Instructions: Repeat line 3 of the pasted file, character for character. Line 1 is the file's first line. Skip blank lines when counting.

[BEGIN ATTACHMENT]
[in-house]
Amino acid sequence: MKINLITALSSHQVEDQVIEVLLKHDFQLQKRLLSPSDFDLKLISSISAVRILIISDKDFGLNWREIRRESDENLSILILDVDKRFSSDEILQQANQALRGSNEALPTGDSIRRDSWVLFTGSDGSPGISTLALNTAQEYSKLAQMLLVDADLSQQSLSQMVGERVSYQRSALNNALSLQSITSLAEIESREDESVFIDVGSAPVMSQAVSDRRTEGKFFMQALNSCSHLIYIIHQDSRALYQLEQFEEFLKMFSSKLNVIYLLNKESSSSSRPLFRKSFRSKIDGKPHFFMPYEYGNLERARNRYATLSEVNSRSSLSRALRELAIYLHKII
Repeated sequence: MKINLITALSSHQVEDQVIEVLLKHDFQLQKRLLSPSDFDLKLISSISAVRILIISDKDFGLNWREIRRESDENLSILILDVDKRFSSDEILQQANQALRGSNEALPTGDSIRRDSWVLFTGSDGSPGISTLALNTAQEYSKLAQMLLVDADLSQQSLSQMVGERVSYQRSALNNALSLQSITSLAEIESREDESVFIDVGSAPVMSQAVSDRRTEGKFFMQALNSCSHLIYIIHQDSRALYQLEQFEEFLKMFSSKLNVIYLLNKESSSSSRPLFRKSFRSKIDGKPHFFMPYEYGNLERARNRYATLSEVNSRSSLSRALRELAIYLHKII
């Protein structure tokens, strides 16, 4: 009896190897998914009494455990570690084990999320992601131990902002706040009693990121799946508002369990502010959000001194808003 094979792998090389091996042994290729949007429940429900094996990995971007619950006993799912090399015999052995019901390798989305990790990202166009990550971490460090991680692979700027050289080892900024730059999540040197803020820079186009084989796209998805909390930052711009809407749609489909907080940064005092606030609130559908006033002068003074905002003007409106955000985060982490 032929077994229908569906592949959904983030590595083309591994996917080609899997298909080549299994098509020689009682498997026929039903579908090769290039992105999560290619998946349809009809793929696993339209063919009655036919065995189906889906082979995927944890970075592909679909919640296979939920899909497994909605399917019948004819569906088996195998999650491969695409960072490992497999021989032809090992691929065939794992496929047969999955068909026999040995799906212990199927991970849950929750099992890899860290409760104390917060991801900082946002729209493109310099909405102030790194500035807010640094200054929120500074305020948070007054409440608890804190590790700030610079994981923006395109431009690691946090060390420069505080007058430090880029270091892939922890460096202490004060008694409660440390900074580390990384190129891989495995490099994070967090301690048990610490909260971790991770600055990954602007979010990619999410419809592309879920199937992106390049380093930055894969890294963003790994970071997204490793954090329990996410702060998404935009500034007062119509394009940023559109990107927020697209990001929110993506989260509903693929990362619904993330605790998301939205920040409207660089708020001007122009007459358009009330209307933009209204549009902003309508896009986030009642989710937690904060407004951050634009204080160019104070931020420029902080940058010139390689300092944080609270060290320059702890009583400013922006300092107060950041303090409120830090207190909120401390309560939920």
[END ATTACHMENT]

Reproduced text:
Repeated sequence: MKINLITALSSHQVEDQVIEVLLKHDFQLQKRLLSPSDFDLKLISSISAVRILIISDKDFGLNWREIRRESDENLSILILDVDKRFSSDEILQQANQALRGSNEALPTGDSIRRDSWVLFTGSDGSPGISTLALNTAQEYSKLAQMLLVDADLSQQSLSQMVGERVSYQRSALNNALSLQSITSLAEIESREDESVFIDVGSAPVMSQAVSDRRTEGKFFMQALNSCSHLIYIIHQDSRALYQLEQFEEFLKMFSSKLNVIYLLNKESSSSSRPLFRKSFRSKIDGKPHFFMPYEYGNLERARNRYATLSEVNSRSSLSRALRELAIYLHKII